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By contrast, as national security adviser, Ricketts played an important part in the policy of the Conservative-Liberal Democrat coalition government, which announced an 8 per cent cut in defence spending over the life of the parliament in the 2010 Strategic Defence and Security Review.

A personal note here: back in 2013, when he was mayor of London and still penning his Daily Telegraph column, Johnson was one of the first journalists to support Policy Exchange’s groundbreaking Fog of Law series. These diagnosed the problem of lawfare against British troops who had served in Afghanistan and Iraq – and proposed policy solutions to help those veterans. Commitments to do something about this had already found their way into the Conservative Party manifestos of 2015 and 2017; but it was Johnson who pushed the issue in the 2019 manifesto and delivered legislative time in this parliament to actually do something about it. Ricketts is certainly aware of the importance of the issue of lawfare – as illustrated in his recent book Hard Choices: What Britain Does Next. But he gives Johnson little credit for his part in putting this on the national agenda.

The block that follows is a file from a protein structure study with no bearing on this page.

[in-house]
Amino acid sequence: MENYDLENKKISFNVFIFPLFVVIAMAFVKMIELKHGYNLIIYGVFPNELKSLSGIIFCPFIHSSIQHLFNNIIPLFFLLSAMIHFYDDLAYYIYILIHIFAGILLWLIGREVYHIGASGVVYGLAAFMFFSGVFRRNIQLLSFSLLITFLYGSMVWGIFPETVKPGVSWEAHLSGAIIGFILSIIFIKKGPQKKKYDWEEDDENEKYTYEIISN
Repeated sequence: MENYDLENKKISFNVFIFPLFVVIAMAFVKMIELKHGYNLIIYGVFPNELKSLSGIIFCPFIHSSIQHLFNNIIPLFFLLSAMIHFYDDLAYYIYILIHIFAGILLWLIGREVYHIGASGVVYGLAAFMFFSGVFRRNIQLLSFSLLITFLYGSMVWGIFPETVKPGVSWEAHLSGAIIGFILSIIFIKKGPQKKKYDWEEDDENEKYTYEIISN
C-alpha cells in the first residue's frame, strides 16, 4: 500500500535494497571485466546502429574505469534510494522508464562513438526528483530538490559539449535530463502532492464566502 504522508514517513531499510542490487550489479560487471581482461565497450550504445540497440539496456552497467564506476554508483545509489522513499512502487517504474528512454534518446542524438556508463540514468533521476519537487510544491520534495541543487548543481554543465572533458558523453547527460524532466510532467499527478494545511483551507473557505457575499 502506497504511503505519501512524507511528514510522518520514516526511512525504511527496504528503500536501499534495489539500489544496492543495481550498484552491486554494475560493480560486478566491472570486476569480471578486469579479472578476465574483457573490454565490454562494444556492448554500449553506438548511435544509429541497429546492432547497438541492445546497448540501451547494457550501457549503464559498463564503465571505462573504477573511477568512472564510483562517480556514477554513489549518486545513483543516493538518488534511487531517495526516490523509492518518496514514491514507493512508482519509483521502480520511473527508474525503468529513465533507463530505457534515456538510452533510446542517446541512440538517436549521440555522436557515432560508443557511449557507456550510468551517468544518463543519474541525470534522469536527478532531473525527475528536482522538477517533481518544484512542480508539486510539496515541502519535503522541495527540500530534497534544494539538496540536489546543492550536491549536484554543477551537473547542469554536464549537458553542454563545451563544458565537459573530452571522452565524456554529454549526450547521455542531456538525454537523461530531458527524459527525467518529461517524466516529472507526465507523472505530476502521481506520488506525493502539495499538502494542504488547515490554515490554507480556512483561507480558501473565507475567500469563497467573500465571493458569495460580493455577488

Ricketts believes that the central thesis of the Integrated Review is that the UK’s recovered sovereignty and close links with Washington would enable it to turn the dial on international issues of consequence – and that these fond hopes have not survived contact with reality in the form of Biden’s “Come home, America” fiat. He further quotes Theresa May’s scornful line, “Where is Global Britain on the streets of Kabul?” But as Bruno Maçães has noted, Global Britain was there – and, it should be added, in the form of one of the biggest international rescue missions since the Berlin Airlift of 1948–49. Not enough, but surely rather better than this swipe would lead one to believe.

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All this makes for a one-dimensional view of the Integrated Review: far from being an exercise in “exceptionalism”, much of the Integrated Review is taken up with a breathless, hyperactive multilateralism – with twice as many pages being devoted to science and technology as to the much-derided “tilt” to the Indo-Pacific (after the Afghan debacle, the emerging pressures on friends such as India might actually make such a “tilt” more, rather than less necessary – and in any case, this hardly ranks as “exceptionalist” nostalgia, for both France and Germany articulated Indo-Pacific strategies well before the UK). The tone of the Integrated Review is, if anything, reminiscent of a young Tony Benn during the Harold Wilson government of the 1960s, evangelising on behalf of the “white heat” of new technology. But it is scarcely GA Henty terrain.